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Brad Mehldau on the Classical/Jazz Divide

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Thursday February 24, 2011

From The Thread

Brad Mehldau on the Classical/Jazz Divide
By Darren Mueller

It’s an understatement to say that jazz pianist Brad Mehldau has eclectic musical interests. He’s collaborated with opera star Renée Fleming (Love Sublime), performed with John Mayer, recorded his own far-reaching compositions on albums like Places, Largo, and Highway Rider, and arranged jazz trio versions of pop songs by Radiohead, Nick Drake, Oasis, Soundgarden, Paul Simon, and others. Oh yeah, he can play standards pretty well too.

There has been much made recently—and rightfully so—of Mehldau’s cross-genre projects. “With the exception of Wynton Marsalis,” Ted Panken began his cover story in the March 2011 issue Downbeat, “it’s difficult to think of a musician possessing greater bona fides in the classical and jazz arenas [than Brad Mehldau].” Though there is a bit of hyperbole in this statement—Marsalis has nine Grammy Awards, a Pulitzer Prize, is a NEA Jazz Master, has 30 honorary degrees, and has received an endless number of other awards—Mehldau is the first jazz musician to hold the Richard and Barbara Debs Composer’s Chair at Carnegie Hall.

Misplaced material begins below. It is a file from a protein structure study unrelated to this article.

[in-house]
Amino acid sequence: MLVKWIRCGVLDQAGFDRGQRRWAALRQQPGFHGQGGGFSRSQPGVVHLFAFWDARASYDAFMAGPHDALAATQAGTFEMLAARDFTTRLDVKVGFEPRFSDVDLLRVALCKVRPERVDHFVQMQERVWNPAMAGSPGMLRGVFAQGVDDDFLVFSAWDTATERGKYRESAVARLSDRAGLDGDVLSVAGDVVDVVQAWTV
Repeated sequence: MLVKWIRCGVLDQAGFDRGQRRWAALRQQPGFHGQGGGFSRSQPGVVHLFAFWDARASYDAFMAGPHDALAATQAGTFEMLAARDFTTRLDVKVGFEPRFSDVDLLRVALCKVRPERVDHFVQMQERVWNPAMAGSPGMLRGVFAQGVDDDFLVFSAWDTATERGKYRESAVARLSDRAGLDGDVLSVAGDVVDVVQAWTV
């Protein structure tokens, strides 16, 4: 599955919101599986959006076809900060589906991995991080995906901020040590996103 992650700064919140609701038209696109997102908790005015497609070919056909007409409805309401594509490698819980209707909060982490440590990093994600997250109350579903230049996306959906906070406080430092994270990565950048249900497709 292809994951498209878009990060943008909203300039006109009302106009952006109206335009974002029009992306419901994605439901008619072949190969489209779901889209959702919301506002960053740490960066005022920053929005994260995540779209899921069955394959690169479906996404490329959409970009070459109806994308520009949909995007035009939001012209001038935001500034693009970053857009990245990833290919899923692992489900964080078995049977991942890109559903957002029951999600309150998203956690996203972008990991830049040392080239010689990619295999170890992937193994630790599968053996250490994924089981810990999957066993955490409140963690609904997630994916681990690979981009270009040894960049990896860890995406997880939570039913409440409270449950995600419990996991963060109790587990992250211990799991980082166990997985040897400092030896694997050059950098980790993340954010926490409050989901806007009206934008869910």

Duke Performances will welcome Mehldau and mezzo-soprano Anne Sofie von Otter to Duke’s campus on Feb. 27 to perform, among other things, the pianist’s Carnegie Hall-commissioned song cycle written specifically for von Otter. Though this concert will be an artistic collaboration across music boundaries, I was surprised to learn how demarcated the set list will be in terms of those boundaries. Von Otter and Mehldau will be performing works by Johannes Brahms, John Lennon, Edvard Grieg, Michael Legrand, Joni Mitchel, Richard Strauss, Jean Sibelius, and of course, the cycle by Mehldau himself, but the concert is organized precisely around genre.

Read the entire interview here